This year’s Tokyo Game Show was a big one for Earth Defense Force, D3Publisher’s long-running third-person shooter series. There were three EDF games playable at the show: Earth Defense Forces 5, Earth Defense Force 4.1: Wingdiver The Shooter (a new top-down shoot ‘em up) and Earth Defense Force: Iron Rain. It was the last title that was most intriguing.
Earth Defense Force: Iron Rain is fascinating for a number of reasons. It’s not being developed by series creator Sandlot, but by Yuke’s, an Osaka-based studio likely best known for its recent work on WWE and UFC games. Iron Rain also appears slightly more grounded in tone than the EDF series has been in the past. But it’s not taking itself too seriously; you’re still shooting giant bugs and building-crushing kaiju along the way.
We played about 10 minutes of Earth Defense Force: Iron Rain at Tokyo Game Show today and found a few reasons to get excited about it. Given that the franchise began as a 2,000 yen budget title, 2003’s Simple 2000 series Vol. 31 The Chikyuu Boueigun, it was exciting to see a new entry that appears to be more polished, with slightly higher production values.
But first, here’s the official synopsis of the game’s story, spotted on a catalog at TGS:
10 years have passed since the war with the aliens began. Humanity has fought for too long with civilization suffering more devastation by the day. But there are those who have yet to give up the fight against this despair. Find out who they are in this new project for the EDF series.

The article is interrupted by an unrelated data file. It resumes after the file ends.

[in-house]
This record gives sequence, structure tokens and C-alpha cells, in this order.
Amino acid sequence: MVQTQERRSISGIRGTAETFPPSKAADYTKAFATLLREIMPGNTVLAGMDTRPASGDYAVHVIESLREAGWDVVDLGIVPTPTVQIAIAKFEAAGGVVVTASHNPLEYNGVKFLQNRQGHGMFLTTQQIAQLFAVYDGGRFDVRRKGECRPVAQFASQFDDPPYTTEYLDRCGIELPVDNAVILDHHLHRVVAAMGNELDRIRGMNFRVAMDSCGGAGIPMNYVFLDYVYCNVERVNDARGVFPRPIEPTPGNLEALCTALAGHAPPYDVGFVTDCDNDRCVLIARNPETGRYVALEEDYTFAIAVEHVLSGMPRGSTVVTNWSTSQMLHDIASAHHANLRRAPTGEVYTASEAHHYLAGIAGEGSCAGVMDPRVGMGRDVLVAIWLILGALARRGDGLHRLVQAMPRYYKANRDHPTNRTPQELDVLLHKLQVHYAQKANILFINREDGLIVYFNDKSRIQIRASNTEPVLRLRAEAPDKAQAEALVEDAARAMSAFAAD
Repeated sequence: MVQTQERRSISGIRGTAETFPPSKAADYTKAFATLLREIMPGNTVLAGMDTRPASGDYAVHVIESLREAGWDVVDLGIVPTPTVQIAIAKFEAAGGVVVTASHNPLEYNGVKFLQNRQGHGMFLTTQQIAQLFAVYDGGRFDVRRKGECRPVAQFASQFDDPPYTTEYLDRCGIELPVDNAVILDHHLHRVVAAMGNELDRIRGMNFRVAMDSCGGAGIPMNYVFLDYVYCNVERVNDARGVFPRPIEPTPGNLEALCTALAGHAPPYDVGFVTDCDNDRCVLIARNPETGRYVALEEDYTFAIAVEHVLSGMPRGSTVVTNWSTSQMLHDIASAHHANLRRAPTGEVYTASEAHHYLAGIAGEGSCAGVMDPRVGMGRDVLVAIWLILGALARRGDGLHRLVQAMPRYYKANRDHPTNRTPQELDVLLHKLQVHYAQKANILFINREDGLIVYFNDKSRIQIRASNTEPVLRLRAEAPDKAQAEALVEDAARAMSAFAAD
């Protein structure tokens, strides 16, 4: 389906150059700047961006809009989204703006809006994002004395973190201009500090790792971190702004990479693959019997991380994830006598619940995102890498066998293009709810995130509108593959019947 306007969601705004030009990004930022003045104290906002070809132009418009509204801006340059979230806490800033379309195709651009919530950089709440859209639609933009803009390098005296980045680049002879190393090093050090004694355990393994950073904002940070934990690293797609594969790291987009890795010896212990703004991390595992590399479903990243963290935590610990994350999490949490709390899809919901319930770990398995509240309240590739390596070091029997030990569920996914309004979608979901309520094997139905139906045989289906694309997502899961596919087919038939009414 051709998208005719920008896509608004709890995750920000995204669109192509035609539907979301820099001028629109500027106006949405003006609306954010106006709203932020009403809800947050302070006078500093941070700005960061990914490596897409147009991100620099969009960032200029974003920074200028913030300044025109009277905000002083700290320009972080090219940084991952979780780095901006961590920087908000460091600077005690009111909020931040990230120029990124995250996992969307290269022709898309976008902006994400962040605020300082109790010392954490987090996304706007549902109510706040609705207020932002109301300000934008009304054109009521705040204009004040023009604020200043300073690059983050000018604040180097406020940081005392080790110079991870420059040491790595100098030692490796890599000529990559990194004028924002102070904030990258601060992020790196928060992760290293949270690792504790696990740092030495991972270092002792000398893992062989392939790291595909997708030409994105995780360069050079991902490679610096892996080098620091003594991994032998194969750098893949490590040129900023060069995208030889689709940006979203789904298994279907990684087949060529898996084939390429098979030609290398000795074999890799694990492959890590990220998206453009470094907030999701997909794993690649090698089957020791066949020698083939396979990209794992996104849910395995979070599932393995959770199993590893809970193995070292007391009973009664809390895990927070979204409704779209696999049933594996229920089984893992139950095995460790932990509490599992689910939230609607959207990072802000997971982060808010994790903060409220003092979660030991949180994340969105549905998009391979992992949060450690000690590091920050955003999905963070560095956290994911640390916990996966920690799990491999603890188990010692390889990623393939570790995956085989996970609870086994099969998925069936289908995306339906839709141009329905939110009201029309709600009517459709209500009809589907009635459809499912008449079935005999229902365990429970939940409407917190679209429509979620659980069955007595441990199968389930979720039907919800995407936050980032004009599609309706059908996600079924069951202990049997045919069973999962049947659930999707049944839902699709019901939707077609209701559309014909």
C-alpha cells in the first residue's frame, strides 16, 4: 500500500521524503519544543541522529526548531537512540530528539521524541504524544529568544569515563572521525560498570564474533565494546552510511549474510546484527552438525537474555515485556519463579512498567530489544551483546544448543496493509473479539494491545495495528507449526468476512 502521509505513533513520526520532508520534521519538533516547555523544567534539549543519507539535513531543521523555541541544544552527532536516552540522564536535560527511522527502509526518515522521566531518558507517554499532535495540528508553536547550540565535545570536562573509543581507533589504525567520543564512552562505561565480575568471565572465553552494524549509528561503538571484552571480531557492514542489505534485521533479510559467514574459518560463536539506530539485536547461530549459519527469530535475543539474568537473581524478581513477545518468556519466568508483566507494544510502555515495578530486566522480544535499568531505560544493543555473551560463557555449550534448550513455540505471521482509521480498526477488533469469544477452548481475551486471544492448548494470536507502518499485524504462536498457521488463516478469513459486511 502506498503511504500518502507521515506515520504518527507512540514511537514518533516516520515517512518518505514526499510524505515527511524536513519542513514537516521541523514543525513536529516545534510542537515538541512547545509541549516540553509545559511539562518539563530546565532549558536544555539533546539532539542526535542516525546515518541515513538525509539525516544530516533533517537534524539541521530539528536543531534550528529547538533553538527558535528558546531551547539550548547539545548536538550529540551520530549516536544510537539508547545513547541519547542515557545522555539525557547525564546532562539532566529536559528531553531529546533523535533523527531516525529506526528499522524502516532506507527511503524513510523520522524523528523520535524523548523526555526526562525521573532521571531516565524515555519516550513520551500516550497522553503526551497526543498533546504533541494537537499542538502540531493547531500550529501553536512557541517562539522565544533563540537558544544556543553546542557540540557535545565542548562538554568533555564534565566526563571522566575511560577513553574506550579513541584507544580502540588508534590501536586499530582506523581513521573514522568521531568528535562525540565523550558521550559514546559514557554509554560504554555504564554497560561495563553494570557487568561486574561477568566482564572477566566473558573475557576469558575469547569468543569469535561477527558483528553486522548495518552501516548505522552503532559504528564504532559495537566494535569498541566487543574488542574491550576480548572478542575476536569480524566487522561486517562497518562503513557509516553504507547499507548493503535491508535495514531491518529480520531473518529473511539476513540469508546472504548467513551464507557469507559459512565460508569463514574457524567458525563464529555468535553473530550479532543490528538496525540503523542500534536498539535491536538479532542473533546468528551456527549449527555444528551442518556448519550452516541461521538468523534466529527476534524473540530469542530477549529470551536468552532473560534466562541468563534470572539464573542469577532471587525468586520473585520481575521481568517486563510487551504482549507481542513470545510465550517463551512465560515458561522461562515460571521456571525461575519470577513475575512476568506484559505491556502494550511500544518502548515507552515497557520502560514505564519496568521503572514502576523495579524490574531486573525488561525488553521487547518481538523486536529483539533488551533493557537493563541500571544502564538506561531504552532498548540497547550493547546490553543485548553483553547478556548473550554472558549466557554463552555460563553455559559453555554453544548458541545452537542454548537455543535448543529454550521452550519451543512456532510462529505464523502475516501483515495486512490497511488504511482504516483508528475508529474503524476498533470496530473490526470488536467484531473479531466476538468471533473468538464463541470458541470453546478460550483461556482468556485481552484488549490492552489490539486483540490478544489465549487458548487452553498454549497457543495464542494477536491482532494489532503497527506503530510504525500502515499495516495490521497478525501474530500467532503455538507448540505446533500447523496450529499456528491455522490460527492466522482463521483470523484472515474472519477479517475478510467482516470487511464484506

The Iron Rain demo at TGS felt pretty familiar at first. There were four playable characters, two men and two women, each with their own weapon loadout. I choose the female EDF soldier equipped with a shotgun and rocket launcher, then set off to take care of the city’s giant ant infestation. Immediately, one small change in Iron Rain stood out: The enemies were noticeably more aggressive. I spent a good portion of the demo’s early battles on my heels, running away from swarms of ants and other bugs, using a rapid dash move to dodge attacks.
In previous EDF games, the alien threat didn’t seem, well, all that threatening. But I found myself using health items and throwing freezing grenades at enemies just to survive. And it wasn’t a very long demo.
The game’s visual presentation stood out as well. Everything just looked better, from the environments, which are generally flat and blocky in core Earth Defense Force games, to the explosions, which featured nice lighting effects.
After taking out a few ant squads and their makeshift colony, a massive kaiju dropped from the sky. Artist Ryu Oyama is handling creature design for Iron Rain, and his creations diverge from the giant monsters in past Earth Defense Force titles. They’re quite simply more grotesque and therefore more intimidating than giant space frogs and robots.
The changes coming to EDF in Earth Defense Force: Iron Rain don’t feel particularly any better or worse than other games in the franchise. Instead, the series mechanics feel tweaked in interesting but subtle ways, and I’m looking forward to seeing what else Iron Rain has to offer next year.
Earth Defense Force: Iron Rain is expected to hit PlayStation 4 sometime in 2018.